Measurement of children's participation and environmental factors is a key component of the assessment in the new Disability Evaluation System (DES) in Taiwan. The Child and Adolescent Scale of Environment (CASE) was translated into Traditional Chinese (CASE-C) and used for assessing environmental factors affecting the participation of children and youth with disabilities in the DES. The aim of this study was to validate the CASE-C. Participants were 614 children and youth aged 6.0-17.9 years with disabilities, with the largest condition group comprised of children with intellectual disability (61%). Internal structure, internal consistency, test-retest reliability, convergent validity, and discriminant (known group) validity were examined using exploratory factor analyses, Cronbach's α coefficient, intra-class correlation coefficients (ICC), correlation analyses, and univariate ANOVAs. A three-factor structure (Family/Community Resources, Assistance/Attitude Supports, and Physical Design Access) of the CASE-C was produced with 38% variance explained. The CASE-C had adequate internal consistency (Cronbach's α=. .74-.86) and test-retest reliability (ICCs. =. .73-.90). Children and youth with disabilities who had higher levels of severity of impairment encountered more environmental barriers and those experiencing more environmental problems also had greater restrictions in participation. The CASE-C scores were found to distinguish children on the basis of disability condition and impairment severity, but not on the basis of age or sex. The CASE-C is valid for assessing environmental problems experienced by children and youth with disabilities in Taiwan.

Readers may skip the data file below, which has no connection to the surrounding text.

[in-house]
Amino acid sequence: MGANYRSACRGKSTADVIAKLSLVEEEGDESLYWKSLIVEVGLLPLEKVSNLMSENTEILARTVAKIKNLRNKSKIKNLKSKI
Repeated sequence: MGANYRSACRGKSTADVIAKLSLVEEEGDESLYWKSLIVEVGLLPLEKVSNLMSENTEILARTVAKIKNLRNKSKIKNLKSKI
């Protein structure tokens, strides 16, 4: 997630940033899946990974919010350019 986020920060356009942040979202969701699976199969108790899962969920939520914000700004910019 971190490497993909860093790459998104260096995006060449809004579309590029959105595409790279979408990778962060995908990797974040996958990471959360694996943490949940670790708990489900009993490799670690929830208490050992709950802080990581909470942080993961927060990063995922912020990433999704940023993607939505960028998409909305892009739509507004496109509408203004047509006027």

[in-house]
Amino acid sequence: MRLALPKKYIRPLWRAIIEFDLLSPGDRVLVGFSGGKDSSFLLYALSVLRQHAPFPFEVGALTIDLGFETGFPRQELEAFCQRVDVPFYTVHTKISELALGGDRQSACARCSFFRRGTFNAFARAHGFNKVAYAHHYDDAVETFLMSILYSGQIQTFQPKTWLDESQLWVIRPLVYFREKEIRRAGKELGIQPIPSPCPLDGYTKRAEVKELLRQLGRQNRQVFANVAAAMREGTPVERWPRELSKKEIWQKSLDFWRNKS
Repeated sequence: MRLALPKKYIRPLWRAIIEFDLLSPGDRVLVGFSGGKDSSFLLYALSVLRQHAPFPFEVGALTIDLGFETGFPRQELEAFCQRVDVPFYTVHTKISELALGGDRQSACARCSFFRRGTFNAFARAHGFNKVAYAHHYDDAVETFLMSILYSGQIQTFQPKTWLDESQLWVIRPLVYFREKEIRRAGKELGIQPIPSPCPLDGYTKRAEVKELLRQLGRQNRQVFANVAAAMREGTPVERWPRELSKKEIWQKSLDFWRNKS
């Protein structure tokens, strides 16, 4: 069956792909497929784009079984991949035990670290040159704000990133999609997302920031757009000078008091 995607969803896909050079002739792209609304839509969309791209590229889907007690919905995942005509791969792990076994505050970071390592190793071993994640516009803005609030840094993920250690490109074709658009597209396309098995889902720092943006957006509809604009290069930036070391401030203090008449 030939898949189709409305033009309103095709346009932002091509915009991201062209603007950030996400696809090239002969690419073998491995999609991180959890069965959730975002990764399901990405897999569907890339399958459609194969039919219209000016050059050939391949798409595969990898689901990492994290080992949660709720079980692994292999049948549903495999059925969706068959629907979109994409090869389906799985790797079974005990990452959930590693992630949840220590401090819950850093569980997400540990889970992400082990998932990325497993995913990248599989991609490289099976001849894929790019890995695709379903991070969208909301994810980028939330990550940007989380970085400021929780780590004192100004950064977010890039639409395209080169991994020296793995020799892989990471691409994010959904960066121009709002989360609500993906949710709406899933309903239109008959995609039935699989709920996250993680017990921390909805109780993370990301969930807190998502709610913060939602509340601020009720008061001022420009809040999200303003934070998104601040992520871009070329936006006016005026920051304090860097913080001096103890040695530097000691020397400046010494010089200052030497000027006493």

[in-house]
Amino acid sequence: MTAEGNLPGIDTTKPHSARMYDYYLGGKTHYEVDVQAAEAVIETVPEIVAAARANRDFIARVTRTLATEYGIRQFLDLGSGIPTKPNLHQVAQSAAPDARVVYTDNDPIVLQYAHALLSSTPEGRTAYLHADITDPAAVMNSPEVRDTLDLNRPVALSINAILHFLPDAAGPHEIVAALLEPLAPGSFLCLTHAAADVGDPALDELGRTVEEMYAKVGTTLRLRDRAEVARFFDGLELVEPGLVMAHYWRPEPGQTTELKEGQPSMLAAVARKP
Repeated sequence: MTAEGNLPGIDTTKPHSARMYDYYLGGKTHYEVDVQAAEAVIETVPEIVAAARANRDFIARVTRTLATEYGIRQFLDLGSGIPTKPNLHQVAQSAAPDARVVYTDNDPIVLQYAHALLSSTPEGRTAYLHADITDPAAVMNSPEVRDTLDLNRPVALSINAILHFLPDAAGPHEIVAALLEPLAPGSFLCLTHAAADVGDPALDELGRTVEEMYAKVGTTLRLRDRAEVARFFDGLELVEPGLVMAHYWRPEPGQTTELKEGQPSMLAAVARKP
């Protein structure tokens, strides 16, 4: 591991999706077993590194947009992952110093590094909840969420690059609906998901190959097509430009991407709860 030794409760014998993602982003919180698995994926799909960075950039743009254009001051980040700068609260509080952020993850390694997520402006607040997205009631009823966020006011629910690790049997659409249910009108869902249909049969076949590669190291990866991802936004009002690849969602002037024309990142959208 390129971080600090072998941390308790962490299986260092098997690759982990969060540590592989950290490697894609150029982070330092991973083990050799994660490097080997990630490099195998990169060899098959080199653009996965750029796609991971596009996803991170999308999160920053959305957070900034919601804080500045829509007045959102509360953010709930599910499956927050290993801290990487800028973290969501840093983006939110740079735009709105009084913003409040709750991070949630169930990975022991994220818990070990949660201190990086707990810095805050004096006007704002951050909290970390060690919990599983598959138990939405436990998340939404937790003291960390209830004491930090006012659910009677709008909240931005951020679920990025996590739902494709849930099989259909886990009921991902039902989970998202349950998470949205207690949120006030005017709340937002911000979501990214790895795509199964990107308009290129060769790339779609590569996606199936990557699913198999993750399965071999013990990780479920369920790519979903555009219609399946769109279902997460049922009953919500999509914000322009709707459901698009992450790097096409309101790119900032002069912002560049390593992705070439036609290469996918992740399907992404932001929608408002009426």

ASJC Scopus subject areas
- Clinical Psychology
- Developmental and Educational Psychology
Kang, L. J., Yen, C. F., Bedell, G., Simeonsson, R. J., Liou, T. H., Chi, W. C., Liu, S. W., Liao, H. F., & Hwang, A. W. (2015). The Chinese version of the Child and Adolescent Scale of Environment (CASE-C): Validity and reliability for children with disabilities in Taiwan. Research in Developmental Disabilities, 38, 64-74. https://doi.org/10.1016/j.ridd.2014.12.019